In Cursed Golf, you’re a champion golfer mortally struck by lightning who tries to take the hell out of golf. It’s a great spin on roguelike, as you’ll have to clear 18 holes on a monstrous series of courses or be doomed to a scifi nightmare of pouring greens.
The game is laid out like a side-scrolling roguelike, with random holes, items, and prizes, though you only move as you hit the ball instead of using traditional platforming. The maps are wide and multi-level and you have to get your ball to the hole within a set number of swings, lending a satisfying puzzle element to the whole affair. Do you use a barbell and take a few extra swings on the safe route, or break the driver and move through the pool of water ahead? You have five swings per hole, but there are devastating trophies on the map to increase that total. Power-up cards also ease the burden, give you more swing before failure, or let you take practice shots and the like. Some of them go really crazy, causing the ball to manifold or change direction mid-flight.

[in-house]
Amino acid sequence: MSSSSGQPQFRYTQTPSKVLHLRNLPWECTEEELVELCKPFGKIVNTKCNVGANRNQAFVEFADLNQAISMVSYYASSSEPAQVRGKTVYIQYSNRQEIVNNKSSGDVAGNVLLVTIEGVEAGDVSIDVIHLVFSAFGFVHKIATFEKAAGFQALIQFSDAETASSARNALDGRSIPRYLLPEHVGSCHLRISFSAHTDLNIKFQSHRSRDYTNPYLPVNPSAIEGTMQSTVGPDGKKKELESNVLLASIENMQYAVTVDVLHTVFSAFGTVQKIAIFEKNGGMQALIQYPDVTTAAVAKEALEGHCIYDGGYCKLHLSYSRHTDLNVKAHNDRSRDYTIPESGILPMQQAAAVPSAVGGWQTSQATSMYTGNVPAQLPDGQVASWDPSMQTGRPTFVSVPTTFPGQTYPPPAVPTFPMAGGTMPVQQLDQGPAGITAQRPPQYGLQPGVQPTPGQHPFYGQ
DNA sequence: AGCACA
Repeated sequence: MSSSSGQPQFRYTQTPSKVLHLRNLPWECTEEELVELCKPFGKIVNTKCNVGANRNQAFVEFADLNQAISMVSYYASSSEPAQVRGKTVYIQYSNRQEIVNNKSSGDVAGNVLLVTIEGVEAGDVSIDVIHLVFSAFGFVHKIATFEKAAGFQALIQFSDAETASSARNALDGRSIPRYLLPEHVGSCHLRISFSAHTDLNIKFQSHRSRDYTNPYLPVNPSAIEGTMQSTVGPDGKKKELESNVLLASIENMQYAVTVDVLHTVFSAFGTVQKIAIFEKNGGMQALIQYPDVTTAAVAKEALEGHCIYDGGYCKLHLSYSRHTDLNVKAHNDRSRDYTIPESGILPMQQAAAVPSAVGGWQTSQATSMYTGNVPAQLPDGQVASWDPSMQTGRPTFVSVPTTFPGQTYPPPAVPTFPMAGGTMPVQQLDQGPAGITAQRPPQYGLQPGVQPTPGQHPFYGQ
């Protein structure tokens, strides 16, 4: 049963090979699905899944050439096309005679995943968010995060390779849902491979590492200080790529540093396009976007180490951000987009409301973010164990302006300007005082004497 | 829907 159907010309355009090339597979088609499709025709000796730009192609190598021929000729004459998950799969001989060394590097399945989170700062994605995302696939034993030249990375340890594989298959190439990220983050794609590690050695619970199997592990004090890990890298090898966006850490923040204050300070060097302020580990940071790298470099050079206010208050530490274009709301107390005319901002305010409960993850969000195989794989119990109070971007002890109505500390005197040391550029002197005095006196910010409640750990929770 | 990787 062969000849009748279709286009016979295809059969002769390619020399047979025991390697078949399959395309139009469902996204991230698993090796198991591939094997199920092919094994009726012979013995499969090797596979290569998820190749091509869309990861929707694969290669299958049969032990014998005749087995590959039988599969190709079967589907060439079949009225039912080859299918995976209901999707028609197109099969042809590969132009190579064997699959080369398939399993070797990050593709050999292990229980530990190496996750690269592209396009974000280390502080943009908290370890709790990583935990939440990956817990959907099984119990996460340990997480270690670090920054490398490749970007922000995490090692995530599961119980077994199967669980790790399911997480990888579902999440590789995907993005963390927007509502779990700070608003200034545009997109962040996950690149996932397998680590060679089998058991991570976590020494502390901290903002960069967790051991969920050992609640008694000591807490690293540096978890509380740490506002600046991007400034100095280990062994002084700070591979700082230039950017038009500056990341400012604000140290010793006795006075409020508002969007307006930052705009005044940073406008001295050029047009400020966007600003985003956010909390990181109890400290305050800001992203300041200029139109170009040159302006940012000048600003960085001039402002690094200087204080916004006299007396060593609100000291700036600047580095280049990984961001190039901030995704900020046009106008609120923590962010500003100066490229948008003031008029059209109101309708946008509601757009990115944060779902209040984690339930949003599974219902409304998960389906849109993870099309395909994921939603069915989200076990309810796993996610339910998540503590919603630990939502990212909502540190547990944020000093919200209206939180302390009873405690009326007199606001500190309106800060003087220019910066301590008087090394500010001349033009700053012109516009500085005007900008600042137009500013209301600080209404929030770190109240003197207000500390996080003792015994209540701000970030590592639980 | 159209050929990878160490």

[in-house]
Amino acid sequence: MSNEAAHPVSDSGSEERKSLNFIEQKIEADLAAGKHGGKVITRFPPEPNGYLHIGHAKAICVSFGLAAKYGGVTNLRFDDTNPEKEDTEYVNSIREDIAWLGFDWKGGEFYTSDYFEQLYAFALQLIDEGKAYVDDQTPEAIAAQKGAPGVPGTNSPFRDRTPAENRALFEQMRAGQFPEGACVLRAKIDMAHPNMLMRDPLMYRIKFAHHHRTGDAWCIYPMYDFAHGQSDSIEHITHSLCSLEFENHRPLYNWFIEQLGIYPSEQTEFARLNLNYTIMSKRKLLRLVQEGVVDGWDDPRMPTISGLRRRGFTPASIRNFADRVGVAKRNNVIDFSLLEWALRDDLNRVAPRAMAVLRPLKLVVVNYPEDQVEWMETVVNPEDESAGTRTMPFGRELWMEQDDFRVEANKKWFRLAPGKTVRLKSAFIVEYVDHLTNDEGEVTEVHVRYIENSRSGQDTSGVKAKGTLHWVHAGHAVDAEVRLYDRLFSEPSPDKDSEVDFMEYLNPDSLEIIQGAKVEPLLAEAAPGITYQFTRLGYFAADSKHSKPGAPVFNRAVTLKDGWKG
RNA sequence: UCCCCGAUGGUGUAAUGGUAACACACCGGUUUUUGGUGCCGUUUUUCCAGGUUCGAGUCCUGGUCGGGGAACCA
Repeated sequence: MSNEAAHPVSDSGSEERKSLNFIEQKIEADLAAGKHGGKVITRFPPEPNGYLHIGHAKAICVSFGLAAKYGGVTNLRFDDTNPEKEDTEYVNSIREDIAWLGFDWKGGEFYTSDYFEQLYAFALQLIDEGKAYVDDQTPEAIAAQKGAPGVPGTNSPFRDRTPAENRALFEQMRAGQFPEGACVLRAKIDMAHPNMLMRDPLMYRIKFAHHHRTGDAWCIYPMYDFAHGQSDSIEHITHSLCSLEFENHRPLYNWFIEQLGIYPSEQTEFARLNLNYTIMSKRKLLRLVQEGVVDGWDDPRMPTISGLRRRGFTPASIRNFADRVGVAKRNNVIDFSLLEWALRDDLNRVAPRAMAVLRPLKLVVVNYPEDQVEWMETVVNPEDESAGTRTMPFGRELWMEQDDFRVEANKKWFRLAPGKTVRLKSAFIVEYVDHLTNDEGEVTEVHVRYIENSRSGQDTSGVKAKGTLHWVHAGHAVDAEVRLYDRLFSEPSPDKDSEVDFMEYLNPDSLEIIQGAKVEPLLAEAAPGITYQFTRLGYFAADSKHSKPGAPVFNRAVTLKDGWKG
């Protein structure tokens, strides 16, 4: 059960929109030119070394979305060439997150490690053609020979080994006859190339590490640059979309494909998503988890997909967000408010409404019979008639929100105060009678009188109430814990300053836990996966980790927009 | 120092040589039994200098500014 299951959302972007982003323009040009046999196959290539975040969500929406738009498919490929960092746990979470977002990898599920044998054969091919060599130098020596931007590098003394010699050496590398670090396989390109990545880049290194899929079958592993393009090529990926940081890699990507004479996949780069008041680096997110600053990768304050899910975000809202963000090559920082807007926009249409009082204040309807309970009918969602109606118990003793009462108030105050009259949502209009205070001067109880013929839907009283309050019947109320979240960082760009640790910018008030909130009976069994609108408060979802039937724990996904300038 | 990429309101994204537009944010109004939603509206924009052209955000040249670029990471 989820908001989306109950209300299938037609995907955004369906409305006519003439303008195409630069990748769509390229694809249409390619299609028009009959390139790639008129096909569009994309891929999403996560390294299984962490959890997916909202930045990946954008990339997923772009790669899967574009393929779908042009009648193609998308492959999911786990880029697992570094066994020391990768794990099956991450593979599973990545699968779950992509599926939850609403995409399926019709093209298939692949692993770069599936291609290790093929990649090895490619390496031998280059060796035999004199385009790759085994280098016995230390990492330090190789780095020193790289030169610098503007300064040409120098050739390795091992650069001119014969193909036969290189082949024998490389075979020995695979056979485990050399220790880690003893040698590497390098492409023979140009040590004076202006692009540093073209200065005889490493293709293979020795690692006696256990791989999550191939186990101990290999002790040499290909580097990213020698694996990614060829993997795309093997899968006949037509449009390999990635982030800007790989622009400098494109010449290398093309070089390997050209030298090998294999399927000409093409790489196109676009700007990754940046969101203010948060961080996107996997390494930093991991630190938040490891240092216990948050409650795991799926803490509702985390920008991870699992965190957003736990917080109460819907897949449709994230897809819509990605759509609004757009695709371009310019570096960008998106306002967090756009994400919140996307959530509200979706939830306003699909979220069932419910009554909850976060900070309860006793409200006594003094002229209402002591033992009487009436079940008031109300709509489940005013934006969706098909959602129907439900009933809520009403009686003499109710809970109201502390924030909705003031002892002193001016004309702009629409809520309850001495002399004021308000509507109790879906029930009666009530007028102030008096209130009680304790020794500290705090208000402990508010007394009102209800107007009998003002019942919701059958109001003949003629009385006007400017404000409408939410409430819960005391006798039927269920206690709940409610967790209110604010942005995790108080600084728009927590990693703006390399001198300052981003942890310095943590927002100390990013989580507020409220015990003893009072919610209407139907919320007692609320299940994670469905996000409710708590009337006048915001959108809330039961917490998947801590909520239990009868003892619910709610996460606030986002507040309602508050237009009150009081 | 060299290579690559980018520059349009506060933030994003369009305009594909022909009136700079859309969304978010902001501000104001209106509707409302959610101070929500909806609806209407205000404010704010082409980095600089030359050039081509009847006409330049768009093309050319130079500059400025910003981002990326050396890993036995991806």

As the difficulty increases, cards become necessary. The new biomes – there are three primary areas, all with their own themes and constraints – offer ever-increasing challenges, increasing in complexity. You would like to collect as many cards as possible to have a chance. It absolutely backs up from losing all your progress, as a full run can take a really long time. The time to finish a hole generally increases with complexity, and boss holes can last particularly long.
Fortunately, the longer you play, the more comfortable you’ll feel with each club – they all have different power levels and tasks to master. This will allow you to remove air from the opening holes. The randomization that comes with roguelike can burn you out, but the game is generally quite forgiving, and fun enough that it evokes the roguelike feeling of “one more run”.
The game covers just about everything that he sets out to do. The pixelated graphics are vibrant and varied, the writing is witty and macabre, and the music is superb – albeit repetitive. All aspects of the title come together harmoniously, creating an unexpectedly funny and funny roguelike with a refreshingly unique premise.